UK's self-employed community contracted by 5% in 2020


Date: 5 January 2021

The coronavirus pandemic has left the self-employed sector "undermined and diminished" according to the latest research by freelancer body IPSE.

The 2020 annual review of the UK freelance sector by the Association of Independent Professionals and the Self-Employed (IPSE) has found that the number of solo self-employed in the UK fell by 5% in 2020 compared to 2019 - reversing a long period of growth for the sector.

The total number of solo self-employed (excluding those who have others working for them) has fallen from 4.6 million in 2019 to 4.4 million in 2020. Until now the sector had been growing continuously for 11 years - by a total of 40%.

The decline has been uneven across the self-employed landscape, with the sharpest falls among 18-29-year-olds (-11%), less highly skilled male self-employed (-11%) and disabled self-employed people (-8%). There was also a sharp drop among 40-49-year-olds (-7%).

There has also been significant variance across the UK, with the sharpest falls (all by 10%) in Yorkshire and the Humber, the East of England and Wales. The only increases were in the East Midlands (+4%) and Northern Ireland (+17%).

Alarmingly, the number of solo self-employed accessing Universal Credit has risen by 341% from 47,000 in 2019 to 206,200 in 2020. Some of these are likely to be those that could not access the government's Self-Employment Income Support Scheme (SEISS) because they had not been self-employed for long enough. The findings show that 15% of all freelancers started working for themselves between 2019 and 2020 - equating to 591,000 people who have not been able to access SEISS.

IPSE said: "The fact that this and other significant groups such as sole directors of limited companies have been excluded from government grants may have played a part in the enormous increase in self-employed people accessing Universal Credit".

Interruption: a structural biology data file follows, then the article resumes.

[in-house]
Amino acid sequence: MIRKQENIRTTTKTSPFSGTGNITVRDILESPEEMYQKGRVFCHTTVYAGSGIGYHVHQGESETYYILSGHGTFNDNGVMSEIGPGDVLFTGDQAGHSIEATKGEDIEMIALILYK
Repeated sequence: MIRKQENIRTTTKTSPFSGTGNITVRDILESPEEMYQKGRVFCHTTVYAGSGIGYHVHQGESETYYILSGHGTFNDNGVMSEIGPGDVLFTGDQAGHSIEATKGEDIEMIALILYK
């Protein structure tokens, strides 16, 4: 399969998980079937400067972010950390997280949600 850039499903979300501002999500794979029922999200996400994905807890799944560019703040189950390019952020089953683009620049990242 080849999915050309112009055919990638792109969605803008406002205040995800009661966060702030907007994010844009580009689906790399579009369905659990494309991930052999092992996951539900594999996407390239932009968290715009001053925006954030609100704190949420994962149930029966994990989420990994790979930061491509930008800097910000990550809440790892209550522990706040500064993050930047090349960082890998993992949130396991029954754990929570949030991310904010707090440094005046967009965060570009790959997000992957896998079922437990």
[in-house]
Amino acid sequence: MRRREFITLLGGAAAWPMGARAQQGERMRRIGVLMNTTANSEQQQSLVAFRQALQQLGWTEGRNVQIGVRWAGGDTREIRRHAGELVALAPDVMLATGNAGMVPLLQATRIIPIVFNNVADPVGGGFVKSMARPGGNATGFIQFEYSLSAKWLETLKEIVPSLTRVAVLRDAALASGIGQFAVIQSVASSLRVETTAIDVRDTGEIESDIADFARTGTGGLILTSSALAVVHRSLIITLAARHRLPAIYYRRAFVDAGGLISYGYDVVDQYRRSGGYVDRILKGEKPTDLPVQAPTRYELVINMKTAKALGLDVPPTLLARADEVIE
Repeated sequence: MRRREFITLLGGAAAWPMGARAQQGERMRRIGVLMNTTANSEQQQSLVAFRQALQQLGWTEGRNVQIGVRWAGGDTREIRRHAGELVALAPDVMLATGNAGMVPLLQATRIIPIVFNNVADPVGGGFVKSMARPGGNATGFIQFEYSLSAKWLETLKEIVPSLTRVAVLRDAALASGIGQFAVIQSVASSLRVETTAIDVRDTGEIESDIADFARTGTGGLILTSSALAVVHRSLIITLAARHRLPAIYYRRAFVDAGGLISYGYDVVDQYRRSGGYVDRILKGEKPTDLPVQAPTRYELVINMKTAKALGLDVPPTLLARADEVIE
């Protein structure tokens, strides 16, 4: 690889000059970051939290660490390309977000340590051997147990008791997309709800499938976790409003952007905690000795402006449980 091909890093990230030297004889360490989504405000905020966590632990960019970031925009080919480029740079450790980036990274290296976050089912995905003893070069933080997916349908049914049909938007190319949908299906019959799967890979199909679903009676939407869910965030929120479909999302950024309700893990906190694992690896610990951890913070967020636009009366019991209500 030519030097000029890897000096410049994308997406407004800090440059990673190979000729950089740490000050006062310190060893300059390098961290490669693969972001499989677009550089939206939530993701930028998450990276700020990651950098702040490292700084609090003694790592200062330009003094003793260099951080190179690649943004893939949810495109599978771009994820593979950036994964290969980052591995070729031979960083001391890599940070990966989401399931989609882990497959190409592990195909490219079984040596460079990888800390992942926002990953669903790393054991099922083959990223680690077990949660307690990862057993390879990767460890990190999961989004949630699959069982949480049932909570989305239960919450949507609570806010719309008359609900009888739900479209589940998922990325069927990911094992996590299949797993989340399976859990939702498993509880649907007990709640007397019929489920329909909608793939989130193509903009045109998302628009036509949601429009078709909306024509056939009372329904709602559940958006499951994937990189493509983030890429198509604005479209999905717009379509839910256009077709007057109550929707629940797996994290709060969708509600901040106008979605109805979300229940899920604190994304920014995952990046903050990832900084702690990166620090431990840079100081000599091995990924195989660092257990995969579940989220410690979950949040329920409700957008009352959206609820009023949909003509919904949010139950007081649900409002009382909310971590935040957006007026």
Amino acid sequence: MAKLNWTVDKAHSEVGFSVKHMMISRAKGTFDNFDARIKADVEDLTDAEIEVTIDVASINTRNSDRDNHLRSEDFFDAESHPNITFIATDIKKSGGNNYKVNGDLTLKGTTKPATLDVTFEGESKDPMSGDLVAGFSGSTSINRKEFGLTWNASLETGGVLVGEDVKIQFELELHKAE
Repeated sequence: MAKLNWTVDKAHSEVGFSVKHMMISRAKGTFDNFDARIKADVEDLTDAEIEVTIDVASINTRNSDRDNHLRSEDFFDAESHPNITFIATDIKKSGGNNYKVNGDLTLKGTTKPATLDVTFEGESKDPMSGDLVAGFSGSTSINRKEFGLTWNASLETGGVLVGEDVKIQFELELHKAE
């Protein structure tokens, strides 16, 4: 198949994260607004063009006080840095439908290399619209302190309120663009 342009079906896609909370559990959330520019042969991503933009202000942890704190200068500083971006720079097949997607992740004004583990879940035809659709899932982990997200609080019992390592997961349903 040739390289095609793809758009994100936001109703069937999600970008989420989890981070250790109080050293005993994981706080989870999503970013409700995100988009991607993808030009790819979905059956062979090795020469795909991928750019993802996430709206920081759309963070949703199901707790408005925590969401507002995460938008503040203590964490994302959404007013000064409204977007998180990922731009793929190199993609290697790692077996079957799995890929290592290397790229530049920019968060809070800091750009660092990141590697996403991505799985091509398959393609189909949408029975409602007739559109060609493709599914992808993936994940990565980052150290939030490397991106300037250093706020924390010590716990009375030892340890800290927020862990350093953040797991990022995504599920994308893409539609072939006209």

Looking at specific occupations, the number of people working in the biggest solo self-employed occupational group - construction and building - dropped by 8%. Road transport driver numbers fell by 20% to 261,000 and numbers in agricultural trades fell by 18% to 175,000.

Among highly skilled freelancers, the biggest freelancer group - skilled artistic, literary and media occupations - remained roughly stable at 16% of the freelance sector. The second-biggest freelancer occupational group, managers and proprietors, grew by 2%. The third-biggest group, teaching and education professionals, shrank by 11%. There were sharp declines in the number of public service professionals (-29%), managers and proprietors in hospitality and leisure services (-18%) and engineering professionals (-17%).

Derek Cribb, ceo of IPSE, said: "2020 has left [the self-employed sector] pockmarked and scarred, with hundreds of thousands dropping out of self-employment and into the benefits system.

"Aside from a smattering of positive stories, there has been decline right across the solo self-employed sector. This is especially worrying to see now because historically, it has always been the self-employed who have driven the economy in hard times, using their flexible skills to kickstart businesses and new projects.

"As with so many issues, however, 2020 has proved different. The circumstances of lockdown and the gaps in support for the self-employed have left the sector undermined and diminished."

IPSE is calling for the creation of a Freelancer Commissioner post to champion the interests of the UK's self-employed and it is urging the government to look again at support for excluded groups including sole directors and the newly self-employed.

Written by Rachel Miller.

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